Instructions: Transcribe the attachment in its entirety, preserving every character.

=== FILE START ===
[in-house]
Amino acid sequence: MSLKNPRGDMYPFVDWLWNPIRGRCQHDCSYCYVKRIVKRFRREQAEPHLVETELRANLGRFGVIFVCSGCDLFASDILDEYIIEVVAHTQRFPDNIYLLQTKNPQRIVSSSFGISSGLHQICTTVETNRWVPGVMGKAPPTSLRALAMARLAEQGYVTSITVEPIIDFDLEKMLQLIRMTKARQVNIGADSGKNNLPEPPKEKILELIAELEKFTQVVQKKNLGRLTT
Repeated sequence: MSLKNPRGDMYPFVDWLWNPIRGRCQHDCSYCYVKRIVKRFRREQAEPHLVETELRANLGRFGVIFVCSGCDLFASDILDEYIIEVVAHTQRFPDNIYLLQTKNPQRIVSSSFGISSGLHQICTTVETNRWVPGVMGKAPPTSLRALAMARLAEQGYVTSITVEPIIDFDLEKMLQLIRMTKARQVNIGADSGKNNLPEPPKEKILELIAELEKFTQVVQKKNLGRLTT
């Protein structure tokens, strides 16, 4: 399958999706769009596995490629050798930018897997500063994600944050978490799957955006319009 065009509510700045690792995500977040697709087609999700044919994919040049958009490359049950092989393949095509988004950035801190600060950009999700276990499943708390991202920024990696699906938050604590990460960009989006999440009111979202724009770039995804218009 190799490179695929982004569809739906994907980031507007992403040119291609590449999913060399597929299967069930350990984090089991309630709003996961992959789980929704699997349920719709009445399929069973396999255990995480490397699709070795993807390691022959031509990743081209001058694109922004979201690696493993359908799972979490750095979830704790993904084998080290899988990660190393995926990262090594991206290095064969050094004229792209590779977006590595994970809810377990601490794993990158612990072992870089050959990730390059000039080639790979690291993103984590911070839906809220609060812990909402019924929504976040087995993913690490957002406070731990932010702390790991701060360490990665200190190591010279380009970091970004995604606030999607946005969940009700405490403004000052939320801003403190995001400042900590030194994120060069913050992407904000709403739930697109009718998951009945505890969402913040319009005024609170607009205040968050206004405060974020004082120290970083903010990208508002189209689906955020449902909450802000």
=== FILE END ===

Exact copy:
[in-house]
Amino acid sequence: MSLKNPRGDMYPFVDWLWNPIRGRCQHDCSYCYVKRIVKRFRREQAEPHLVETELRANLGRFGVIFVCSGCDLFASDILDEYIIEVVAHTQRFPDNIYLLQTKNPQRIVSSSFGISSGLHQICTTVETNRWVPGVMGKAPPTSLRALAMARLAEQGYVTSITVEPIIDFDLEKMLQLIRMTKARQVNIGADSGKNNLPEPPKEKILELIAELEKFTQVVQKKNLGRLTT
Repeated sequence: MSLKNPRGDMYPFVDWLWNPIRGRCQHDCSYCYVKRIVKRFRREQAEPHLVETELRANLGRFGVIFVCSGCDLFASDILDEYIIEVVAHTQRFPDNIYLLQTKNPQRIVSSSFGISSGLHQICTTVETNRWVPGVMGKAPPTSLRALAMARLAEQGYVTSITVEPIIDFDLEKMLQLIRMTKARQVNIGADSGKNNLPEPPKEKILELIAELEKFTQVVQKKNLGRLTT
């Protein structure tokens, strides 16, 4: 399958999706769009596995490629050798930018897997500063994600944050978490799957955006319009 065009509510700045690792995500977040697709087609999700044919994919040049958009490359049950092989393949095509988004950035801190600060950009999700276990499943708390991202920024990696699906938050604590990460960009989006999440009111979202724009770039995804218009 190799490179695929982004569809739906994907980031507007992403040119291609590449999913060399597929299967069930350990984090089991309630709003996961992959789980929704699997349920719709009445399929069973396999255990995480490397699709070795993807390691022959031509990743081209001058694109922004979201690696493993359908799972979490750095979830704790993904084998080290899988990660190393995926990262090594991206290095064969050094004229792209590779977006590595994970809810377990601490794993990158612990072992870089050959990730390059000039080639790979690291993103984590911070839906809220609060812990909402019924929504976040087995993913690490957002406070731990932010702390790991701060360490990665200190190591010279380009970091970004995604606030999607946005969940009700405490403004000052939320801003403190995001400042900590030194994120060069913050992407904000709403739930697109009718998951009945505890969402913040319009005024609170607009205040968050206004405060974020004082120290970083903010990208508002189209689906955020449902909450802000």